I have met many people who have laughed at the kettlebell lifters, many people who have claimed to have the strength of an animal. Give us 10 minutes of your time and you may want to rethink your abilities and your statements, these tools will humble just about anyone.
The average sportsmen, gym junkie, soccer mom or weight lifter who trains in GS develops this incredible raw strength as well as focus, patience and discipline. When you completing a 10 minute biathlon or 10 minute long cycle you have to have monumental strength endurance, 10 minutes weighted is massive volume. Not only is this a colossal test of power but you need an exceptionally high pain threshold.
At very high levels of GS you see athletes performing amazing feats of strength, Valery Fedorenko of the WKC and world champion kettlebell lifter completed 50 reps of the 'jerk' with a 60kg kettlebell. That is strength.
You have to become comfortable with discomfort.
An athlete who develops the sort of durability obtained from training in GS is going to be harder, stronger, faster and more energy efficient than the average gym goer. This is the guy you want on your team, this is the guy you want fighting for your win.
We do not just lift kettlebells, we do not just follow hard style training techniques as many coaches have pointed out, we train for volume, power and strength endurance.
This is what sets us apart.
We combine the elements of kettlebell training into techniques that enable us to sustain our energy levels for long periods of time. Skills needed for sport and for life.
We don't just lift kettlebells, we lift boundaries.
Tuesday, 07 February 2012
1. Strength is a skill that must be practiced, it is not defined by the size of your biceps, or how 'toit' you look in a gym vest. Strength is defined by technique and your ability to generate a force under any given condition.
2. You're the average of 5 people that you spend the most time with. Its cheesy but its fact. So surround yourself with enlightening people.
3. Pick up heavy shit and move it around, its incredible what this will do for your body.
4. Not everyone is going to like what you have to say, every time, all the time. Remind them that we do not live in a communist country and you will continue to say it how it is, whether they like it or not.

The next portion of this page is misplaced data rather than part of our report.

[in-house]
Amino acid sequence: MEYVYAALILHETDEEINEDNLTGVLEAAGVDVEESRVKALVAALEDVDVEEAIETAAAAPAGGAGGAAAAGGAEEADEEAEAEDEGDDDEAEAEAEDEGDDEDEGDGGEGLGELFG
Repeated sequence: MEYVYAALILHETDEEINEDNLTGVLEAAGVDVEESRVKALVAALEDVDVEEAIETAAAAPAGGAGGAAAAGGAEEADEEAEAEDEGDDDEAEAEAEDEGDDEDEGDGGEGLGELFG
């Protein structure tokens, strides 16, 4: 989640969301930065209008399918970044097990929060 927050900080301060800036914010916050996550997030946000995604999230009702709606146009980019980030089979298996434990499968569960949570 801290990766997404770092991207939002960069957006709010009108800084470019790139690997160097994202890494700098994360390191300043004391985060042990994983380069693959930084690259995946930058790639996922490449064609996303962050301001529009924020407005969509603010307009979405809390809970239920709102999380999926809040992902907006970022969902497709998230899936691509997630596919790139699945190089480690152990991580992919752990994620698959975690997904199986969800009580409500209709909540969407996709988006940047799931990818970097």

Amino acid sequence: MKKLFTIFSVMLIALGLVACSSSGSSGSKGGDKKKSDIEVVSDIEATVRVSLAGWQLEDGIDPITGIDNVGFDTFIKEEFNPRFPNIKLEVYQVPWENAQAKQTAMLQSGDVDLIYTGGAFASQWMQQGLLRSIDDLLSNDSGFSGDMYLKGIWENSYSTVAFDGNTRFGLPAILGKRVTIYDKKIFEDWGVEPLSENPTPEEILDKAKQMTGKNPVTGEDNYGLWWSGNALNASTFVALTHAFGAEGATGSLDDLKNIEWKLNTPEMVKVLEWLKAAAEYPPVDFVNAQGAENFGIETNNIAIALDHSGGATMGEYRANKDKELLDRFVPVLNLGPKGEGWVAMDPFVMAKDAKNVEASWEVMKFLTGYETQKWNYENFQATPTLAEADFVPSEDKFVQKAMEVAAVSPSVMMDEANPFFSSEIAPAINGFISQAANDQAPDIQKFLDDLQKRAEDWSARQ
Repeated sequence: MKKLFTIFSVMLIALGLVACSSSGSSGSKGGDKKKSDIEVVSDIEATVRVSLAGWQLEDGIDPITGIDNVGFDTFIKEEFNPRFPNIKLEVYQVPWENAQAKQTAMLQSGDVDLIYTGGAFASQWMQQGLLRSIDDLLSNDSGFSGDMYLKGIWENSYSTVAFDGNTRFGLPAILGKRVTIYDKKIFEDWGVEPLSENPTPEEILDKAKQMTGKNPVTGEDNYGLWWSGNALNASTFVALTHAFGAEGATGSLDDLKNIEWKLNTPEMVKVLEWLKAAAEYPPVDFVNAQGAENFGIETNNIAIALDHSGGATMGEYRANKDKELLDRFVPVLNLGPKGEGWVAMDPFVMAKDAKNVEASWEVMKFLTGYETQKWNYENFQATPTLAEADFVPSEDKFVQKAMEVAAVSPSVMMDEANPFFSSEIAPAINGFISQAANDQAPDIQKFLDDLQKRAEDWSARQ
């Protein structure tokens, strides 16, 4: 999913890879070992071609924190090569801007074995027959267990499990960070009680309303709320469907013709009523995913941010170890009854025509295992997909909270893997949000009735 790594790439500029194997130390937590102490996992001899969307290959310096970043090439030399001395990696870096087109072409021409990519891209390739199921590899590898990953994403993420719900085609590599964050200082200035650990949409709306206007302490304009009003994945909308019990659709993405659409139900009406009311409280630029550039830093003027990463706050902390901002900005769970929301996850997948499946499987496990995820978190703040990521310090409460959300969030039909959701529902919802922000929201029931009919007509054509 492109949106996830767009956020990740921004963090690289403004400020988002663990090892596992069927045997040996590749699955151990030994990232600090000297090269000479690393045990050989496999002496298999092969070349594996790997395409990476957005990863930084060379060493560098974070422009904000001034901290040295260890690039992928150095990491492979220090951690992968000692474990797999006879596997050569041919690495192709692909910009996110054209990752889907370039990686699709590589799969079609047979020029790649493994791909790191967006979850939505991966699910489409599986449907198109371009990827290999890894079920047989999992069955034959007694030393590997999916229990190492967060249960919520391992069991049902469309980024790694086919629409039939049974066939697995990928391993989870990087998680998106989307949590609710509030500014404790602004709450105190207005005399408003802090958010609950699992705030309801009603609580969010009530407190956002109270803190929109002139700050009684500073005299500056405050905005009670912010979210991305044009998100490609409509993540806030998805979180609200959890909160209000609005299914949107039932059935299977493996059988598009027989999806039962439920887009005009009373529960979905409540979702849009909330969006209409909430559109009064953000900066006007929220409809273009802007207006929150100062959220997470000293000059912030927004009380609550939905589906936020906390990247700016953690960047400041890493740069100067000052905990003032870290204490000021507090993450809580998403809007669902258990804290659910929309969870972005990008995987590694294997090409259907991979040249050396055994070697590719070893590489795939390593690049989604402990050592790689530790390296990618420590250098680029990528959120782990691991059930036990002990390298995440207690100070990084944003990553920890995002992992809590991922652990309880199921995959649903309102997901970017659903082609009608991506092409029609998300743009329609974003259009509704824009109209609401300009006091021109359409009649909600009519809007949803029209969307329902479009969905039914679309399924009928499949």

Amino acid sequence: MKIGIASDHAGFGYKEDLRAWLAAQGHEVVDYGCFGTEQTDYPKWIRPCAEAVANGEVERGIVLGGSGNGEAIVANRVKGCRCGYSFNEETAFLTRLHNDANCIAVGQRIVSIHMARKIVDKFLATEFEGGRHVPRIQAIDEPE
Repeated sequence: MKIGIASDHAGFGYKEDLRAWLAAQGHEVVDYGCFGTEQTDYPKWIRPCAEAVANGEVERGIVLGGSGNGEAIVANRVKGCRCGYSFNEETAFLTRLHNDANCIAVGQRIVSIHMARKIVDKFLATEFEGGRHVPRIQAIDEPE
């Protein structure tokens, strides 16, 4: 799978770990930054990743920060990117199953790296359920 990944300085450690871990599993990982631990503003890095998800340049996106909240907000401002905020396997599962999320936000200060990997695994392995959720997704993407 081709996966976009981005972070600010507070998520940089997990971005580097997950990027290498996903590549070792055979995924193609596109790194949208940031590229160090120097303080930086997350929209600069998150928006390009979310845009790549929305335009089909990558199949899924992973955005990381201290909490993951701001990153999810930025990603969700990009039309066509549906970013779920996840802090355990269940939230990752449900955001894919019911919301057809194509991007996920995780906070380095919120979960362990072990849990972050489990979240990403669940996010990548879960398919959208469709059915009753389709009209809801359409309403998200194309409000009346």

5. Education is free this century. Read books, google, research, ask questions, and don't be afraid to look stupid. Don't be shy, and get out of your comfort zone, you may just learn something.
6. Pull ups will change your body for life, this simple exercise will improve your lifting, your pressing, your pushing and your pulling abilities. Plus, they look a whole lot more hardcore than how you look doing bicep curls in the mirror with your hat backwards.
7. Hip Hop really does bring out the bad ass in you
8. Push ups are hundreds of years old, they are effective, they work, they build machines - don't screw them up by removing essential elements. Do them how they were done 100 years ago.
9. Carbohydrates are your friend. Who ever believes otherwise also believes in unicorns.
10. No matter how hardcore you think you are, or how hard you klap the gym, do yoga, the benefits of concentrating on your breathing, your mobility and your flexibility will improve your lifting potential and in turn improve your strength abilities ten fold.
11. Deadlifts, pull ups, squats, kettlebell work and prowlers make beautiful bodies, not ellipticals and pec-decs.
12. Telling the truth does not give you a hall pass to being a bitch, you can still be honest and kind at the same time
14. As South Africans we really need to take charge, we need to stop talking and start acting against rhino poaching. Deeds not words (more on this shortly)
15. Eat local, drink local and shop local
16. There is no exercise as invaluable as the squat. In its pure simplicity the squat wins hands down everytime.
17. If you know what's good for you, you really shouldn't use gloves while lifting kettlebells.
18. If you are passionate about something, go back to school and get qualified, you are never to old to be legitimate. Also, it helps avoid getting sued.
19. Never claim to know everything, never be afraid to admit you don't know something, and never fall for anything because you will stand for nothing.
20. Anabolic steroids, growth hormones, testosterone variants and others were developed for weak minded people who cannot adjust to the heat of the game